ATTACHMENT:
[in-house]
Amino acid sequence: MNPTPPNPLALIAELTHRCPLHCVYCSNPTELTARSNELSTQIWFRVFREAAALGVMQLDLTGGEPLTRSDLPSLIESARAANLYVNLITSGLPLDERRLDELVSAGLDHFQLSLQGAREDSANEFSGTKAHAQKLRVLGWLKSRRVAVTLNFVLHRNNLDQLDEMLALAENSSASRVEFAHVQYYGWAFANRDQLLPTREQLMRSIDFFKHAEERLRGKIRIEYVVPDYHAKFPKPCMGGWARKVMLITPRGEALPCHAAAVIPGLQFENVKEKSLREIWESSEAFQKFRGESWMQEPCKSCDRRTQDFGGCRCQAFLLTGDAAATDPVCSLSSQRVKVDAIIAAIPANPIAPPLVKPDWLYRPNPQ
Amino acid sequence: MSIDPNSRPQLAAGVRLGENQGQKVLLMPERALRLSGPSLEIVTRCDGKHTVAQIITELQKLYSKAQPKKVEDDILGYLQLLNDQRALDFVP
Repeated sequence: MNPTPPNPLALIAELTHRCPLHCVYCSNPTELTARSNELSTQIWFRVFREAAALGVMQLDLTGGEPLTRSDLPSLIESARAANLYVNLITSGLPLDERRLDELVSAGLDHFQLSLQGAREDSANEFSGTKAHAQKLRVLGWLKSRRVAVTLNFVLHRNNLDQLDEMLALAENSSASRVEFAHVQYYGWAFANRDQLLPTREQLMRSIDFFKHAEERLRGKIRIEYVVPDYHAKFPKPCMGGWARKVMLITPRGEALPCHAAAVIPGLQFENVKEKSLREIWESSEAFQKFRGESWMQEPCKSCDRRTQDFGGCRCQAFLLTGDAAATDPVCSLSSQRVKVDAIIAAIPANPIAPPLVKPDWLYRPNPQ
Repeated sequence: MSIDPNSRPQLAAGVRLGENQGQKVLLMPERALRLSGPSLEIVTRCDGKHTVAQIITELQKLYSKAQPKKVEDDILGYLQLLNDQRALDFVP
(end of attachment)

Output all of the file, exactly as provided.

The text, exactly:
[in-house]
Amino acid sequence: MNPTPPNPLALIAELTHRCPLHCVYCSNPTELTARSNELSTQIWFRVFREAAALGVMQLDLTGGEPLTRSDLPSLIESARAANLYVNLITSGLPLDERRLDELVSAGLDHFQLSLQGAREDSANEFSGTKAHAQKLRVLGWLKSRRVAVTLNFVLHRNNLDQLDEMLALAENSSASRVEFAHVQYYGWAFANRDQLLPTREQLMRSIDFFKHAEERLRGKIRIEYVVPDYHAKFPKPCMGGWARKVMLITPRGEALPCHAAAVIPGLQFENVKEKSLREIWESSEAFQKFRGESWMQEPCKSCDRRTQDFGGCRCQAFLLTGDAAATDPVCSLSSQRVKVDAIIAAIPANPIAPPLVKPDWLYRPNPQ
Amino acid sequence: MSIDPNSRPQLAAGVRLGENQGQKVLLMPERALRLSGPSLEIVTRCDGKHTVAQIITELQKLYSKAQPKKVEDDILGYLQLLNDQRALDFVP
Repeated sequence: MNPTPPNPLALIAELTHRCPLHCVYCSNPTELTARSNELSTQIWFRVFREAAALGVMQLDLTGGEPLTRSDLPSLIESARAANLYVNLITSGLPLDERRLDELVSAGLDHFQLSLQGAREDSANEFSGTKAHAQKLRVLGWLKSRRVAVTLNFVLHRNNLDQLDEMLALAENSSASRVEFAHVQYYGWAFANRDQLLPTREQLMRSIDFFKHAEERLRGKIRIEYVVPDYHAKFPKPCMGGWARKVMLITPRGEALPCHAAAVIPGLQFENVKEKSLREIWESSEAFQKFRGESWMQEPCKSCDRRTQDFGGCRCQAFLLTGDAAATDPVCSLSSQRVKVDAIIAAIPANPIAPPLVKPDWLYRPNPQ
Repeated sequence: MSIDPNSRPQLAAGVRLGENQGQKVLLMPERALRLSGPSLEIVTRCDGKHTVAQIITELQKLYSKAQPKKVEDDILGYLQLLNDQRALDFVP